They might not have hit the million mark, but the hundreds of thousands of demonstrators who showed up in Washington for the Mothers Day gun-control march were impressive by any historical or political standard. In decades of pushing and pulling between gun-controllers and gun-promoters, there has been nothing like this event. It was possible, for a day, to feel that everything had changed, that gun control's political moment had arrived.
And some things really have changed. Just a few years ago, the only time television news cameras would focus on crime victims was when they were screaming for blood. Sunday's rally provided the first large-scale national platform for a new generation of victim-activists: a parade of eloquent and anguished gun-violence survivors who want to direct their grief somewhere besides vengeance.
"Mothers, we have shed tears for our children," Patricia Anderson of Albuquerque, N.M., whose son was a victim of gun violence and survived, told the crowd. "Let's make our tears a raging river of votes to get our legislators out of office if they do not want stricter gun controls."
Rosie O'Donnell and Hillary Rodham Clinton were celebrity headliners, but there was more on display at the Million Mom March than just smart showmanship by the rally's supporters in the entertainment industry. The march reflected a fundamental change in the politics of crime. Ever since the early '80s, when shrewd tacticians in the Reagan administration courted the nascent crime-victim advocacy movement, "victim rights" has been synonymous with a politics of punishment: three-strikes laws, executions and mandatory minimum sentences have ruled the day. The NRA understands the power of the approach, has counted on it, and on Sunday used its counter-rally to raise the specter of "predatory criminals."
But on Sunday, a new kind of survivor voice could be heard, a smart and eloquent call that seeks to redefine the gun debate. Credit for inspiring this voice goes to two of the women who led Sunday's rally: Sarah Brady, wife of former Reagan press secretary Jim Brady, and Rep. Carolyn McCarthy, D-N.Y. Brady and McCarthy are in some sense archetypes for Sunday's Million Mom marchers. Both were moderate, suburban Republicans transformed by their households' encounters with guns: Sarah Brady by her husband's near-fatal shooting in John Hinckley's assassination attempt on Ronald Reagan; Carolyn McCarthy by the death of her husband and the crippling of her son by Long Island Railroad shooter Colin Ferguson.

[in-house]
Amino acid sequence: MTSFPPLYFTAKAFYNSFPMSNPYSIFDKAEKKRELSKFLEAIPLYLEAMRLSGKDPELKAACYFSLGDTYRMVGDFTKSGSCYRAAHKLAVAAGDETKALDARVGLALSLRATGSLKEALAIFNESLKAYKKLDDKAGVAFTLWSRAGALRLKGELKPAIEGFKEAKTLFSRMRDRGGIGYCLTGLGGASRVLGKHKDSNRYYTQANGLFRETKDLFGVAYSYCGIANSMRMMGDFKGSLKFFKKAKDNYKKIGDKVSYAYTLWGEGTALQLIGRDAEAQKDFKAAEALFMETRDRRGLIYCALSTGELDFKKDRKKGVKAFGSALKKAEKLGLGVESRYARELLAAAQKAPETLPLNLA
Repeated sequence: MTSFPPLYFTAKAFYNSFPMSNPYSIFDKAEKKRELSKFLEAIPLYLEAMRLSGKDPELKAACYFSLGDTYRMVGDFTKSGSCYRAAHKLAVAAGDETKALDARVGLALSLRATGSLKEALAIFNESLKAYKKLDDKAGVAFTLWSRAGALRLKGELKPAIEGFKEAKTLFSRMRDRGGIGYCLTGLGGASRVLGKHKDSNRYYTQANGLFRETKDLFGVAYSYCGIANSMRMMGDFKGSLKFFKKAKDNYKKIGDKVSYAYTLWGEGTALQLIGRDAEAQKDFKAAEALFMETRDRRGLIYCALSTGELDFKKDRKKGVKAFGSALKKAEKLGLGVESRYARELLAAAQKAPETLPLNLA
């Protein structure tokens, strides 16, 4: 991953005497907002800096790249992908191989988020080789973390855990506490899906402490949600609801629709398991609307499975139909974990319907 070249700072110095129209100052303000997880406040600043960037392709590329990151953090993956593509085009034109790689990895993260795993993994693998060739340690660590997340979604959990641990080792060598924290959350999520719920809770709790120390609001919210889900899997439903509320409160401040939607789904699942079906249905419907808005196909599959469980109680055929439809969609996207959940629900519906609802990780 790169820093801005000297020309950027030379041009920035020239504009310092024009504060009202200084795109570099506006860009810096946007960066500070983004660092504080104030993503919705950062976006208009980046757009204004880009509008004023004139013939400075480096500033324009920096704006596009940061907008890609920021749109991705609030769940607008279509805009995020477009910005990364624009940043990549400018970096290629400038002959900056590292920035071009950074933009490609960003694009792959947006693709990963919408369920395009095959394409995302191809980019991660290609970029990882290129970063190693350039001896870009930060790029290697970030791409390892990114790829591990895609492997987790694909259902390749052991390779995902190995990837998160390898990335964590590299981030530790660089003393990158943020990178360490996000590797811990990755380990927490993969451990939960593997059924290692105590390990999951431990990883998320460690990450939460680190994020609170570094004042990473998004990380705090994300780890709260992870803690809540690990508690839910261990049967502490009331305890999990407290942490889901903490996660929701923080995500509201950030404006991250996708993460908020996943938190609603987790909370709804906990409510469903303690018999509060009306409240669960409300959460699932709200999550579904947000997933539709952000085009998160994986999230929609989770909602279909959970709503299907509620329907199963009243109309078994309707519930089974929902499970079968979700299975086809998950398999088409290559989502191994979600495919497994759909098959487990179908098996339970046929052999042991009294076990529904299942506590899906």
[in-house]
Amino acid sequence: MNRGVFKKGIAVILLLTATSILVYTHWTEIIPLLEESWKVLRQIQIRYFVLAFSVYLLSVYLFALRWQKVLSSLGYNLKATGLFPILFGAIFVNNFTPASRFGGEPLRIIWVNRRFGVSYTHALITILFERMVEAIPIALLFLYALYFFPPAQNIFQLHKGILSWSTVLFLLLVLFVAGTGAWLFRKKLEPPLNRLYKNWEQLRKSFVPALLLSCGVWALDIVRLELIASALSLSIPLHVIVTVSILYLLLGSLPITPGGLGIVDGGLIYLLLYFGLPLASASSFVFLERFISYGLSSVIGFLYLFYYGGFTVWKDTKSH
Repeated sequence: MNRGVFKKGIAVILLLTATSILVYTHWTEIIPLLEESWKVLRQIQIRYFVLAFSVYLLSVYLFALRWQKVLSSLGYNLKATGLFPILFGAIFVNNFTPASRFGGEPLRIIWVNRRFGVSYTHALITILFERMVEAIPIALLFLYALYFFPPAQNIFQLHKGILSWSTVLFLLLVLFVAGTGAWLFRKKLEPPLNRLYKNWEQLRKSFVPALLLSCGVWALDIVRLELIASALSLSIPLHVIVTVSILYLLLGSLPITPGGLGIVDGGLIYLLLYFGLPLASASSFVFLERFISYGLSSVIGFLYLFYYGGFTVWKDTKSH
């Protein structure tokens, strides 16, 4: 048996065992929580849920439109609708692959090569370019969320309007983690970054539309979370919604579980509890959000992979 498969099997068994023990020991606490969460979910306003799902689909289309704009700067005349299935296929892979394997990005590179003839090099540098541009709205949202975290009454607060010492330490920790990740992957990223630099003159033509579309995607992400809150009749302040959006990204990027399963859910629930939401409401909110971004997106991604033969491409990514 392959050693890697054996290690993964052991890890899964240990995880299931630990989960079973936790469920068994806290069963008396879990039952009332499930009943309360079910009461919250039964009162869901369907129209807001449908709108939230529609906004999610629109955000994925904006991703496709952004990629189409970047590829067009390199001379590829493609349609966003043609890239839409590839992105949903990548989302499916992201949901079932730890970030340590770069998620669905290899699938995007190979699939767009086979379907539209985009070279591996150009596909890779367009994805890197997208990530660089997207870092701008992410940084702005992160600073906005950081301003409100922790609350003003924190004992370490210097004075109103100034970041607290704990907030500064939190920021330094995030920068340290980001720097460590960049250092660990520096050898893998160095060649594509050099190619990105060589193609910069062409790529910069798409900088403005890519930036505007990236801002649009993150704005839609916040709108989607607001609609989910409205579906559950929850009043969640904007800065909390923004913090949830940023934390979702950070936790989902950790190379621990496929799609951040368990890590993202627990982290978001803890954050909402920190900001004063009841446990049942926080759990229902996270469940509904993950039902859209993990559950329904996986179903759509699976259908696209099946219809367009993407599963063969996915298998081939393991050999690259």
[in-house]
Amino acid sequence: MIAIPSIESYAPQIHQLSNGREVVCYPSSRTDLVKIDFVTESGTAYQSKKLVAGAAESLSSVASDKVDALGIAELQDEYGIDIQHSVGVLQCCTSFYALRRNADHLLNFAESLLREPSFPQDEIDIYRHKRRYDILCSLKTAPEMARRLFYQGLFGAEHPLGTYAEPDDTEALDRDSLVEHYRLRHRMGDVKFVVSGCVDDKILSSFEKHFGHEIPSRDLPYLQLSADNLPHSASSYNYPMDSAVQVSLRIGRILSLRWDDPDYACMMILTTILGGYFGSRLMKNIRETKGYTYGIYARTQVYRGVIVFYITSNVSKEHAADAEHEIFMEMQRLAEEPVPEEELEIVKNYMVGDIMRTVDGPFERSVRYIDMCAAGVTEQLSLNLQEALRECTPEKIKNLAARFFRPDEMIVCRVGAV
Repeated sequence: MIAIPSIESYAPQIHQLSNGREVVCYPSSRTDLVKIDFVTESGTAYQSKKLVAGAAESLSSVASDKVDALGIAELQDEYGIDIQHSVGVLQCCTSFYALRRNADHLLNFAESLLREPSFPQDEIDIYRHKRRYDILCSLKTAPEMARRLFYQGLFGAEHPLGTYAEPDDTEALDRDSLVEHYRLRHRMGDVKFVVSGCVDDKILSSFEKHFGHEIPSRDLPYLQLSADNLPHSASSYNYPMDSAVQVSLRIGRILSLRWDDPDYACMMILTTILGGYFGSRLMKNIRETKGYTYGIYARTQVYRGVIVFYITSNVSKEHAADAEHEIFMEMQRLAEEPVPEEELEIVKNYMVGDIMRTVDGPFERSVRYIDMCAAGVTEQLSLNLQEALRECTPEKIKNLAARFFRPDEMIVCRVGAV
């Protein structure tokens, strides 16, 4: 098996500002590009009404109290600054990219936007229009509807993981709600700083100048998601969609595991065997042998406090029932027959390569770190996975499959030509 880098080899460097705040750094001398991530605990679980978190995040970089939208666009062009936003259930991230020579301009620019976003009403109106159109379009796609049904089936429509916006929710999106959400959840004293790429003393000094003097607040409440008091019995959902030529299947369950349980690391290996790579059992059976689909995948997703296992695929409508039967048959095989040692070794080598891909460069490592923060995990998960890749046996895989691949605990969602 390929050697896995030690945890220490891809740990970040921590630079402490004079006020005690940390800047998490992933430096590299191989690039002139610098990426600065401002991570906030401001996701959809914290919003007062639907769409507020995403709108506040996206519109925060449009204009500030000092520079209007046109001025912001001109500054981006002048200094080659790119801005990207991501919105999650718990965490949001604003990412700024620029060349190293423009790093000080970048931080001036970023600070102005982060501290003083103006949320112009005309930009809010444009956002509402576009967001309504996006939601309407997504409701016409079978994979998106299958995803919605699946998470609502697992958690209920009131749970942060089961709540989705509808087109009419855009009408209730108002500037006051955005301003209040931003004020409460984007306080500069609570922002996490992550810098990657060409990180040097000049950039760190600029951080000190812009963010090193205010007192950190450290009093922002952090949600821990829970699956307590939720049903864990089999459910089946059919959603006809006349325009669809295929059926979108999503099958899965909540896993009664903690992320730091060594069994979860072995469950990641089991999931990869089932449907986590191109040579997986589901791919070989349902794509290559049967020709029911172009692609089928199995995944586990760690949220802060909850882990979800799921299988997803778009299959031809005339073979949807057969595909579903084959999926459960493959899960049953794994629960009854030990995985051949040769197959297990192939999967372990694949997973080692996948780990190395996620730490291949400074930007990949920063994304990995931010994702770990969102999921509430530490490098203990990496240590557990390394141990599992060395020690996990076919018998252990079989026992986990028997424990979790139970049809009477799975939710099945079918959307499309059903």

For them -- as for many of the speakers on Sunday's platform -- a firsthand encounter with gun violence didn't just lead to grief and rage but became the doorway into broad political engagement.
McCarthy vowed that Sunday's rally "is not where it ends." She told the marchers that after Mother's Day, "You're going to talk to your legislators and you're going to stand up for the rights ... that make this country safer for all of us."
But if McCarthy, Brady and those marchers truly want Sunday to be the kickoff for a Million Mom Movement, several reality checks are in order:
Reality check No. 1: Even as Million Mom March organizers were planning and then celebrating their day in the May sun, legislators in their home states were busy shoving even-minimal gun regulation into the darkest backrooms they could find. As pointed out in a startling report just released by the Open Society Institute's Center on Crime, Communities and Culture, no license or registration is required to own a gun in 35 states; 43 states require no permit for assault weapons; and in 18 states, kids can buy rifles and shotguns before they can drive or vote.
Reality check No. 2: The gun industry is betting everything -- lock, stock and barrel, as it were -- on the election of George W. Bush. "The industry is looking toward the election as a watershed event on this issue," says Bob Delfay of the American Shooting Sports Council, the gun corporations' trade association. "If Bush wins, we could be going in a whole new direction."